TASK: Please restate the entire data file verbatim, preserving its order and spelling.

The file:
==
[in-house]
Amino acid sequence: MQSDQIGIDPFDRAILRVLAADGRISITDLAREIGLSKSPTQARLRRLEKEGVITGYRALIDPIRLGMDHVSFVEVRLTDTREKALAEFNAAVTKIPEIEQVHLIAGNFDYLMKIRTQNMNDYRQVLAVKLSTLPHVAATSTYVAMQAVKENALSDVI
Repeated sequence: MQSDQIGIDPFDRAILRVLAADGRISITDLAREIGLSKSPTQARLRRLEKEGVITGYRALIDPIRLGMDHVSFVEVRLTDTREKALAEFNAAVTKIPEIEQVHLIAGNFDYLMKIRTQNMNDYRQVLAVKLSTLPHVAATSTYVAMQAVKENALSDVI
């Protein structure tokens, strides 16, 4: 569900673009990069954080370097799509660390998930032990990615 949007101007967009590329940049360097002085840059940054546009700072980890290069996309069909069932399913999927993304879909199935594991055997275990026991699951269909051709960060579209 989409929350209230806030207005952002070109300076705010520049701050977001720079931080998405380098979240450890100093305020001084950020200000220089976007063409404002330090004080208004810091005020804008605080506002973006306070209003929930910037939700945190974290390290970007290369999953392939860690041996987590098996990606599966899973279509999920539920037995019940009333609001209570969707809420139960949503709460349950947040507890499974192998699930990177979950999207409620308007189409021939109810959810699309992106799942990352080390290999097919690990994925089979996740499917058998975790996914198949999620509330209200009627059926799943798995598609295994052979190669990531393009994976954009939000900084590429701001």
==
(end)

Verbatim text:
[in-house]
Amino acid sequence: MQSDQIGIDPFDRAILRVLAADGRISITDLAREIGLSKSPTQARLRRLEKEGVITGYRALIDPIRLGMDHVSFVEVRLTDTREKALAEFNAAVTKIPEIEQVHLIAGNFDYLMKIRTQNMNDYRQVLAVKLSTLPHVAATSTYVAMQAVKENALSDVI
Repeated sequence: MQSDQIGIDPFDRAILRVLAADGRISITDLAREIGLSKSPTQARLRRLEKEGVITGYRALIDPIRLGMDHVSFVEVRLTDTREKALAEFNAAVTKIPEIEQVHLIAGNFDYLMKIRTQNMNDYRQVLAVKLSTLPHVAATSTYVAMQAVKENALSDVI
């Protein structure tokens, strides 16, 4: 569900673009990069954080370097799509660390998930032990990615 949007101007967009590329940049360097002085840059940054546009700072980890290069996309069909069932399913999927993304879909199935594991055997275990026991699951269909051709960060579209 989409929350209230806030207005952002070109300076705010520049701050977001720079931080998405380098979240450890100093305020001084950020200000220089976007063409404002330090004080208004810091005020804008605080506002973006306070209003929930910037939700945190974290390290970007290369999953392939860690041996987590098996990606599966899973279509999920539920037995019940009333609001209570969707809420139960949503709460349950947040507890499974192998699930990177979950999207409620308007189409021939109810959810699309992106799942990352080390290999097919690990994925089979996740499917058998975790996914198949999620509330209200009627059926799943798995598609295994052979190669990531393009994976954009939000900084590429701001």